Condencity_12 pier 15

At the margins of San Francisco, time has an explicit way of overlapping. The penchant for concealment is suppressed and what surfaces are unlikely relationships; motion and static side by side.

San Francisco's waterfront has more than 70 piers lining the bay-side of the city. Many in recent years have been converted from their working day industrial pasts to quick economics of today. Pier 15 is no different, now serving as a self-pay parking lot. In recent times Pier 15 was a MUNI depot and storage warehouse. I explored the pier on a bright, blue-skyed Saturday morning to find a cold silence. I couldn't seem to shake the blatant juxtaposition of urban time then and urban time now.

Local re_action-2

Clearwater studio students are at it again. This this time salvaging lumber from a mid-century barn in rural Manitoba, Canada. The massive arching, laminted beams are soon to be the newest addition to the clearwater community in their yet to be determined regenerative form and function. Check back for future pictures of final student projects. The barns deconstruction process through time-lapse photography can be viewed on flickr.

East of Western

I have known Graham Robertson for the better part of twenty years. Graham is a script writer, film director and most recently actor in his current work. I remember some of his earliest film creations back in high school of collaged image and animated themes. It was a special craft of truly being 'hand made.' Through the years his work has carried this craft of compiled and layered media and his latest work is no different.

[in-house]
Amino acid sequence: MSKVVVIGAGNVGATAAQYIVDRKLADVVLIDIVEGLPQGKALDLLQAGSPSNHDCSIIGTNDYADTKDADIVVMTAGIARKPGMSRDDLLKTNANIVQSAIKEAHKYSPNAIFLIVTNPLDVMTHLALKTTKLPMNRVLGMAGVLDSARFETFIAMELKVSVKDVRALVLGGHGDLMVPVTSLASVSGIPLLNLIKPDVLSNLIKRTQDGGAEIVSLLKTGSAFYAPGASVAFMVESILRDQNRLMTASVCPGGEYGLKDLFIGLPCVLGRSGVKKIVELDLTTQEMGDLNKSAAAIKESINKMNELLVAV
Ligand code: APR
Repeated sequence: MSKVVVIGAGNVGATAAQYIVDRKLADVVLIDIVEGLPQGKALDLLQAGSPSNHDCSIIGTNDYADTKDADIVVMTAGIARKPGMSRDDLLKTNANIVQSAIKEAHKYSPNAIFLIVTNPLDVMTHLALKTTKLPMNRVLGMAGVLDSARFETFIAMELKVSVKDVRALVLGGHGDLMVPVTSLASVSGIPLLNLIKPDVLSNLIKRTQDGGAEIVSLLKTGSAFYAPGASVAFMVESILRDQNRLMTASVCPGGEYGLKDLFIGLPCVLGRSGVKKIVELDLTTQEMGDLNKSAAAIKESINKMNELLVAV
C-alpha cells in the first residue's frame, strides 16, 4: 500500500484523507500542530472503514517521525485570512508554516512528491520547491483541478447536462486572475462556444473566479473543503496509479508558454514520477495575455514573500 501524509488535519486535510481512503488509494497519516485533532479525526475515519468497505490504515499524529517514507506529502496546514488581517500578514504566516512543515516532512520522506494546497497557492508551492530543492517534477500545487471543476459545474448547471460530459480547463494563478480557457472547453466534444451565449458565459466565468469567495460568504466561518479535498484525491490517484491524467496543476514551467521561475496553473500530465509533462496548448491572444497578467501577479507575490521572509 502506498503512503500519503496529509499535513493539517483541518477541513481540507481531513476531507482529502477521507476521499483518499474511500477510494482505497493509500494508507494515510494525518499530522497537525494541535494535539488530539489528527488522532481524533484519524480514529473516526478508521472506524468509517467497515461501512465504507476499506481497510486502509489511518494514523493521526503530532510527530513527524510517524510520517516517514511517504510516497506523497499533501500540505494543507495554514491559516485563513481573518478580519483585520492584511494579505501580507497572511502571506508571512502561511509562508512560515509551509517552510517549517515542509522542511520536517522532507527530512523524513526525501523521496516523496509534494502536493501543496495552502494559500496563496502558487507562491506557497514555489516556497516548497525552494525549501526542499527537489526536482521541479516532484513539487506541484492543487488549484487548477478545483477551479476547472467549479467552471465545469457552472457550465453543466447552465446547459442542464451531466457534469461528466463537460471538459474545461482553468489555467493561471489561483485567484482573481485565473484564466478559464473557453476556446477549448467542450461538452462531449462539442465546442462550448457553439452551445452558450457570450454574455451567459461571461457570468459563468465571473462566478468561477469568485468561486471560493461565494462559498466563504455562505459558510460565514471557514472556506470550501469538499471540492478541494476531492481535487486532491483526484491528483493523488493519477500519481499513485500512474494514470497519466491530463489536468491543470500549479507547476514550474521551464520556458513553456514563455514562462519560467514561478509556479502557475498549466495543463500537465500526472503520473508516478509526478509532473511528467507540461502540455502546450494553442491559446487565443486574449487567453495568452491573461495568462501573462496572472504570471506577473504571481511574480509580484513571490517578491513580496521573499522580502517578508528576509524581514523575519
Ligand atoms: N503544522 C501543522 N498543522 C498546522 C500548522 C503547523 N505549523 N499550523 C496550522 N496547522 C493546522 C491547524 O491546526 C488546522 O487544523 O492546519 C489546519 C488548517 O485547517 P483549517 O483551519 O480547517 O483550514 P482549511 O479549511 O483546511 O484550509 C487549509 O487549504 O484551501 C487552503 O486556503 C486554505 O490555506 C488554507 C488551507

Script without set, Los Angeles exposed

East of Western is real and yet it is TV all at once. A collection of textual words, music, and images which cross generations and time. It's production is something of today and in a moment where media flexibility shows us mobile possibility. Rough at the edges, it exposes a life like reality of being in LA unlike most film and television depictions. Street shots and urban panorama's remind us that Los Angeles exists outside of Paramount and other big production lot's.

Graham is currently producing the next Episode of East of Western


My year delayed review of the 'newer' San Francisco Federal Building is probably more timely than most. It was the talk of the media some months back when it first opened, but that has all faded. It's position as an architectural intermediary; somewhere between homelessness and exclusivity is clear on a deserted Sunday morning. Don't get me wrong. I appreciate its place for inciting words of controversy. I have overheard time and again passersby decry its alien presence and stark materiality. It's raw and imposing, but it is honest in material form.

The Federal Building is arguably something of an experiment. Beyond it's prescribed energy efficient planning and radical form, the Federal Building resides at the edge of a social class. Parts of San Francisco's South of Market district are transitional areas for the urban poor. The site on which the Federal Building was constructed is adjacent to the more destitute reaches of the city. As has become evident, the buildings benches and folded corners shelter the cities neighboring homeless population. On this particular Sunday morning visit, traces of the night before 'party' linger on sidewalks and adjacent streets. The tragedy unfolds as the building turns it's social back out of security reasoning.

I like to think this building will age well. Shed it's architectural pop-culture, 3-D intensive baggage. So far so good. Galvanized appendages, perforated screens and exposed concrete leave little to be cared for. Weather as they will in the dry summer, wet winter, San Francisco climate.